Rivrdog asked a question in comments, and I realized that it's been a while since I talked about the .38 Special. So, let's answer his question.
My love affair with the .38 Special began in 1981 when I bought my first duty revolver, a Ruger Security Six. I had just hired on as a cop with the State of Louisiana, and I had to provide my own revolver. The state specified Smith and Wesson, Colt, or Ruger, in .38 Special or .357 magnum. I walked into a pawn shop on Bolton Avenue, in Alexandria and saw a blued Ruger in the case. I bought it for $200.00 and walked out the door. That began my infatuation with Ruger revolvers, the .38 Special, and pawn shops.
It wasn't long after that, I decided to take up reloading, and the .38 Special was the very first cartridge I reloaded. There were no internets back in those days, so I relied on printed media. At that time, the standard target load for the .38 Special was 2.7 grains of Bullseye under a 148 grain double-ended wadcutter bullet. It quickly became my go-to load for paper punching and shot exquisitely in every revolver I ever used it in. That particular load is so standard that if you google it right now, you'll get over 50K hits. That standard load gives me 650 fps and is a powder-puff. Gentle recoil, marvelous accuracy, and gentle on the gun. If you want to see the inherent accuracy in any revolver, use that load. If the gun doesn't shoot it, there's something wrong with the revolver.
During those days, I lived on a hobby farm with my wife and kids. We had ten acres that sat up against a huge national forest, so I had plenty of room to wander about. I normally carried that revolver with me on my wanderings. In a year or so, I had started bullet casting, and the first mold I bought was for the .38 Special. Again, relying on printed media, and being on a budget, I sent off an order to Dick Lee for one of his new-fangled aluminum molds. It cane with handles already attached and cost me less than $20.00. Specifically named the TL358-158 SWC, you can still buy it from MidwayUSA today, for $21.99. It throws a 158 grain semi-wadcutter and is a tumble lube design, which means that you don't have to own a lubri-sizer. Simply tumble it in liquid Alox and load it into your case.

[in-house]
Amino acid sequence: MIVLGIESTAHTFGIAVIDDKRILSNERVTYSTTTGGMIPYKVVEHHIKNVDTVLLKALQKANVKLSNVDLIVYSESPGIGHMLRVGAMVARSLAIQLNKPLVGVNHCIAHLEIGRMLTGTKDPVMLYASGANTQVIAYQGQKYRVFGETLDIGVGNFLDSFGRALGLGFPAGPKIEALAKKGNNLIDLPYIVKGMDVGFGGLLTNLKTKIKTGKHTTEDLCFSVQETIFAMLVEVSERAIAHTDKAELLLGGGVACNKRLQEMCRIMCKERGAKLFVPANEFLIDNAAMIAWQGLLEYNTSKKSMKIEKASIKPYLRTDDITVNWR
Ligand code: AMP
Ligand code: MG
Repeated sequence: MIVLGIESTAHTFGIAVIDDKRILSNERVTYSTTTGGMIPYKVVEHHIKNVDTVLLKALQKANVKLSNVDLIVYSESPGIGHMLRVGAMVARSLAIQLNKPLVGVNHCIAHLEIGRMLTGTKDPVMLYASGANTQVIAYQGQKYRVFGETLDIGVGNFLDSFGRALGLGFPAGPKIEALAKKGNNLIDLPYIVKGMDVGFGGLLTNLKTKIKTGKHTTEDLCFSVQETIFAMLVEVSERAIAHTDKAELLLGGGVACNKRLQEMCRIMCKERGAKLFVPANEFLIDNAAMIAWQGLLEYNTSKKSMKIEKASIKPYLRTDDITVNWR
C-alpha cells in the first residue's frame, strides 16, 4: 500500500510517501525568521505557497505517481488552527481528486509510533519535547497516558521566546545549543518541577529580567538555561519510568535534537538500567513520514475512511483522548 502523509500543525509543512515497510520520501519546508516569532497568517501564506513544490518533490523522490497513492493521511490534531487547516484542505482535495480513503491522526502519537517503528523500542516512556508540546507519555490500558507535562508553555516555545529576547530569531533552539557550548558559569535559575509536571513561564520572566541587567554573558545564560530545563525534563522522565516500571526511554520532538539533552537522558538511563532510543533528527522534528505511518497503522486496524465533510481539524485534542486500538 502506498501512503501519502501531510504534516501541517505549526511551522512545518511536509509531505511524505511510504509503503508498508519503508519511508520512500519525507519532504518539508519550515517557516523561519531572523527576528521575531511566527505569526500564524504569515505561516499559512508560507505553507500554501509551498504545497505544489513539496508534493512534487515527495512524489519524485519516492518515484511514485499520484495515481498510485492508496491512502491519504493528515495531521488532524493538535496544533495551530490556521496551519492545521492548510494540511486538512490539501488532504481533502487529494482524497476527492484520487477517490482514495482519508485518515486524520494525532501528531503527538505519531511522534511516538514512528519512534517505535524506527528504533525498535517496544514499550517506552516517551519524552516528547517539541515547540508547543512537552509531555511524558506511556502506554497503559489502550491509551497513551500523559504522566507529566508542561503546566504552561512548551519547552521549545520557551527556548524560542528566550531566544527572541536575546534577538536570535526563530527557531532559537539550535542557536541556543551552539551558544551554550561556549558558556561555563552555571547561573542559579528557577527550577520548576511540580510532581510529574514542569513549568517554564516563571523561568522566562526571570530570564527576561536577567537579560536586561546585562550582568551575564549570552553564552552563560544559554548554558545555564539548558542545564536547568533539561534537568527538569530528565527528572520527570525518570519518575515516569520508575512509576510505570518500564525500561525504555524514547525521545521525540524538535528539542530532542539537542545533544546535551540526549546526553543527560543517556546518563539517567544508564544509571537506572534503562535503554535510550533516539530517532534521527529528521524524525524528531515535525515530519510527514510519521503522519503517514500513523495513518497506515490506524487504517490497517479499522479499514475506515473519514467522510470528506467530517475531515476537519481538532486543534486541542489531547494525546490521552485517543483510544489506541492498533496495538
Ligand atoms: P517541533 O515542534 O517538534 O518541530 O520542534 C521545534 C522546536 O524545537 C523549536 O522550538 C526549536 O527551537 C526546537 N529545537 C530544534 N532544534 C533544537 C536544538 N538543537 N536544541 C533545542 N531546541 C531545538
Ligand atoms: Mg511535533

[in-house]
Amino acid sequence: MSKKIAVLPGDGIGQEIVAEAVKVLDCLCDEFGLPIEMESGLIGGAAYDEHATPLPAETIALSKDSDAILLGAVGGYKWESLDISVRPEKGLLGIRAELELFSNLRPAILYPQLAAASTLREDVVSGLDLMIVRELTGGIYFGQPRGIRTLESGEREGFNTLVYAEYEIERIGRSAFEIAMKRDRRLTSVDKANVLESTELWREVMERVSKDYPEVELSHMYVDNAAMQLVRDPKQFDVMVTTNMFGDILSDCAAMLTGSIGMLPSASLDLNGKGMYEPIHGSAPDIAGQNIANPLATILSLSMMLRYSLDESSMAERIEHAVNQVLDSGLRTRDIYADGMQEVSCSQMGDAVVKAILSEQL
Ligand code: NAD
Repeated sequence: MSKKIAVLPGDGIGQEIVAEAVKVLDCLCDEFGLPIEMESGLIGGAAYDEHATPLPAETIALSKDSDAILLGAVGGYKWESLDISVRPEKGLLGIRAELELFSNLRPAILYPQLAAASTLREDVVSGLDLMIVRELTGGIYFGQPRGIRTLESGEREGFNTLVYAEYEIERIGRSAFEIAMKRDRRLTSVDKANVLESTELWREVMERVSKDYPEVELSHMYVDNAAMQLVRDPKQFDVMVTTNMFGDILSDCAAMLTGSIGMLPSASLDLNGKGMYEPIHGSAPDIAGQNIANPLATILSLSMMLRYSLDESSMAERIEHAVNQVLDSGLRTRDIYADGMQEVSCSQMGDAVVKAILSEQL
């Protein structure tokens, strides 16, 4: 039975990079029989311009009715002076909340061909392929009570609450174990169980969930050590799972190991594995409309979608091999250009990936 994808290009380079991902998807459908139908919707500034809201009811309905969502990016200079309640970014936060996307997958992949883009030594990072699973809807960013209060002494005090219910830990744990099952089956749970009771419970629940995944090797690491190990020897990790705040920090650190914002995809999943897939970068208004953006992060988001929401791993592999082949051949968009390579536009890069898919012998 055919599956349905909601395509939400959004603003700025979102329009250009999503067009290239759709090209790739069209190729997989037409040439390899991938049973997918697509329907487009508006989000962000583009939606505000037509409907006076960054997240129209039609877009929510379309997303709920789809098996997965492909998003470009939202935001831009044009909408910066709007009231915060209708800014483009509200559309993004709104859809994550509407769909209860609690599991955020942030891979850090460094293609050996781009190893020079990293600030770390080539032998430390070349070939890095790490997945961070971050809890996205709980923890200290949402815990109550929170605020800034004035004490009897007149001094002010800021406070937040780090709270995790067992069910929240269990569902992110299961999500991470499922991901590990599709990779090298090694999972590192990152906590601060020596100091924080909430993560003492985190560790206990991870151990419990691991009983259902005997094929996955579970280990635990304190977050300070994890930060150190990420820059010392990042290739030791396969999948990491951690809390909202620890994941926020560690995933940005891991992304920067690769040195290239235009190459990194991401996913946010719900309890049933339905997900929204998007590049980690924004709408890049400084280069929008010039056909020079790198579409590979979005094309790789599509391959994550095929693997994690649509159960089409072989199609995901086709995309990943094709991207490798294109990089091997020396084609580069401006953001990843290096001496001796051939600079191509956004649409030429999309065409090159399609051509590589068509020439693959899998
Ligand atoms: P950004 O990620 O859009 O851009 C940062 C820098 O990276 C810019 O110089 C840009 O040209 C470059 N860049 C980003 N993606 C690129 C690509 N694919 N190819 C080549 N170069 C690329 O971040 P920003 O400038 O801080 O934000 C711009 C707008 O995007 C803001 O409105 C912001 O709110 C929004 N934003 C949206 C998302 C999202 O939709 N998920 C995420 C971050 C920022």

After I had cast and lubed a coffee-can full of those things, I tarted looking for a suitable powder charge. After just a little experimentation, I settled on 4.3 grains of Unique and anybody's standard primer. I later found that that load (standard primer, 4.3 grains Unique, 158 SWC) gave me 750 fps and very good accuracy. It became my go-to load for general plinking, small game, or varmint removal and over the years it has proved very versatile. It's taught all four of my children (and those grandkids old enough to run a revolver) to shoot, and it's become my standard load, to the point that I keep them in ziplock bags, labeled .38 Standard. There is no reason for additional labeling. It's been my standard load for over 30 years and when the kids are sorting my belongings following my funeral (which I hope is many years hence), the'll know exactly what it is. They load it themselves at their benches these days.
That same load, under a Speer 158 grain hollowpoint works wonderfully if you want a hollowpoint bullet. It also works great with any of a variety of jacketed bullets.
For target work or general revolver shooting, those two loads are PawPaw's standard. They're all I need in the .38 Special.